Mobile challenges go beyond the technical
- By Mark Rockwell
- Dec 12, 2013
The challenges facing federal agencies that develop their own wireless applications can leap beyond technical nuts-and-bolts issues into the wider world of everyday demands.
Yes, agencies have to decide between HTML5 and native device architecture. But more prosaically, they have to address questions such as: How do you use the app when you';re a couple hundred feet underground?
"We have a great opportunity to engage mine operators" with mobile labor applications, said Mike Pulsifer, manager of mobile programs at the Labor Department. "But there is no cell service at many mine locations."
Broadband wireless availability is just one of the many challenges federal agencies face in their quest to more efficiently provide government services and data, Pulsifer said during a Dec. 12 AFCEA panel discussion in Bethesda, Md. "People want answers quick," said Atiq Warraich, Web program director in the National Archives and Records Administration's Office of Innovation. The government's challenge is to meet that demand in a cash-strapped environment, he added, which requires understanding potential users and how they might use the available data.
NARA is making a vast amount of information available via its Citizen Archivist Dashboard, where volunteers electronically tag, transcribe and write articles about documents that NARA posts on the site. Warraich said making such raw data available to consumers can go a long way in developing better mobile applications. The "citizen workforce" accessing the dashboard could be extended to create a "mobile citizen workforce" that can develop its own set of apps more efficiently than NARA might be able to, he added.
That's not to say agencies don't face a series of basic technical questions. Keith Trippie executive director of the Enterprise System Development Office in the Department of Homeland Security's Office of the CIO, raised the question of whether it is better to use HTML5 or a native mobile operating platform to present information via mobile apps.
The responses showed that application development is closely tied to an individual agency's data. Jacob Parcell, manager of mobile programs at the General Services Administration's Office of Citizen Services and Innovative Technologies, said each approach has its advantages.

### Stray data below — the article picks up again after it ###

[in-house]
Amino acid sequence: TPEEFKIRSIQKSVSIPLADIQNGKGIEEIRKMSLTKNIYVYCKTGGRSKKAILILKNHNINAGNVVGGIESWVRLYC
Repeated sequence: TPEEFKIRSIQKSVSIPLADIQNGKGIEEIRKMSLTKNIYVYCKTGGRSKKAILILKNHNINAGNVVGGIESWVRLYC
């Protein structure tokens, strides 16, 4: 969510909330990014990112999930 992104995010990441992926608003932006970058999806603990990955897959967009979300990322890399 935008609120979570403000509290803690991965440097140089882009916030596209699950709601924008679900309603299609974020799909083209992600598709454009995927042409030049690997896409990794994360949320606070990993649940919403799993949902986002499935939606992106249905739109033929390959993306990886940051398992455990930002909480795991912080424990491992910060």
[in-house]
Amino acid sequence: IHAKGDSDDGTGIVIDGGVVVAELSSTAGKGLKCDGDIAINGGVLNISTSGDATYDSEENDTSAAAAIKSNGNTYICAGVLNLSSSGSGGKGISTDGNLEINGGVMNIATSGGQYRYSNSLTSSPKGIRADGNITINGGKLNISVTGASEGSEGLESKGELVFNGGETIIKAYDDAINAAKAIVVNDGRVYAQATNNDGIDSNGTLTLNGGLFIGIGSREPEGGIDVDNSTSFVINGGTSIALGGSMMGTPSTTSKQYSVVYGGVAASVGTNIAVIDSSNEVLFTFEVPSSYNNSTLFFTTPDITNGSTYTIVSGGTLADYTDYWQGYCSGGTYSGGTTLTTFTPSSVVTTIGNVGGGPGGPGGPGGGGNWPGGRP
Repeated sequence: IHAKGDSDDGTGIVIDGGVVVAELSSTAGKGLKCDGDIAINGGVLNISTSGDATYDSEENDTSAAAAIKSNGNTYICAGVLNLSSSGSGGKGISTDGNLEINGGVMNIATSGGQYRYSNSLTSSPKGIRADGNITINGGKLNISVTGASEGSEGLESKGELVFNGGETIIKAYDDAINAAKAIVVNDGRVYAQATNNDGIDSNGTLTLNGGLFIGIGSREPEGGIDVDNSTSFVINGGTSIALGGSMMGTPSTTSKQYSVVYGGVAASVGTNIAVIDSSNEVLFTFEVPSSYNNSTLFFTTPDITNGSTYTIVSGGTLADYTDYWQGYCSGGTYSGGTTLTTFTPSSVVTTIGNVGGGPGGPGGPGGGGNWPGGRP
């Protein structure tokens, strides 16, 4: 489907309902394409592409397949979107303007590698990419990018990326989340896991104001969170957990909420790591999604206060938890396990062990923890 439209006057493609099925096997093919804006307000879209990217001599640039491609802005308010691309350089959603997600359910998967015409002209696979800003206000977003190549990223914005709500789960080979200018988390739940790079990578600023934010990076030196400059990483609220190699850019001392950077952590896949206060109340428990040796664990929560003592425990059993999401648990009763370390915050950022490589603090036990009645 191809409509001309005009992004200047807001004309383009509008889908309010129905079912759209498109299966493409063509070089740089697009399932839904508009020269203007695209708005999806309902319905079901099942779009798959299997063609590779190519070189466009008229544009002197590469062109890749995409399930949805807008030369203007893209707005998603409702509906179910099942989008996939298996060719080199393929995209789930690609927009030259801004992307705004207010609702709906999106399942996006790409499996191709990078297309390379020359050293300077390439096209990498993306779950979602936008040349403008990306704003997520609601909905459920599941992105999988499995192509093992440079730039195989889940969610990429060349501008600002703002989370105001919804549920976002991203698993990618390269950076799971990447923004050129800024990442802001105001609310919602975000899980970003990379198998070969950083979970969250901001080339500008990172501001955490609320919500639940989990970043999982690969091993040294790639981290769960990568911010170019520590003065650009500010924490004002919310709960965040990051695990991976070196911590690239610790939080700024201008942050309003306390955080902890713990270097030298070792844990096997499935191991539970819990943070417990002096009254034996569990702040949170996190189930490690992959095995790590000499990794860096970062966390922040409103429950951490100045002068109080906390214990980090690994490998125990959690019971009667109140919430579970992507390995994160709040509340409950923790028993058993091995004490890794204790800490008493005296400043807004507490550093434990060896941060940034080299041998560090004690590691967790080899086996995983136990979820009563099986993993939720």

"The benefit for HTML5 [is] that it is platform agnostic," he said. "You don't have to worry about individual devices." On the other hand, you won't get the advantages of smartphones' inherent operating abilities.
"Ask yourself what you're doing," Parcell said. "Is it a mostly one-time information-based use, or is it a product or service that needs more connectivity?"
Trippie noted that cultural issues could also have an impact on mobile application development. For instance, the impulse for agencies to build their own apps could hamper them in the long run because they might reinvent something that other agencies have already put together.
He advocated using apps developed by agencies or bits and pieces from existing apps. He touted DHS' development of the "car wash" mobile app tester as an example of the resources agencies have at their disposal. DHS uses the tester to run new federal mobile apps through a series of security and accessibility checks before they are released.
Parcell said GSA launched the Mobile Code Catalog last summer as a clearinghouse of federal apps, commonly used coding and mobile frameworks. Using existing and tested coding and frameworks can take some of the hard work out of app development, he added.
The panelists called on industry to help agencies move through the technical aspects of developing mobile applications. Commercial app developers are sometimes better at exploiting the huge volumes of data flowing from federal agencies, and they can also help by allowing agencies to reuse existing code to develop new apps.
"Instead of building one app, build 10" based on code used in previous apps, Trippie said. "We don't have the cash" for one-off projects.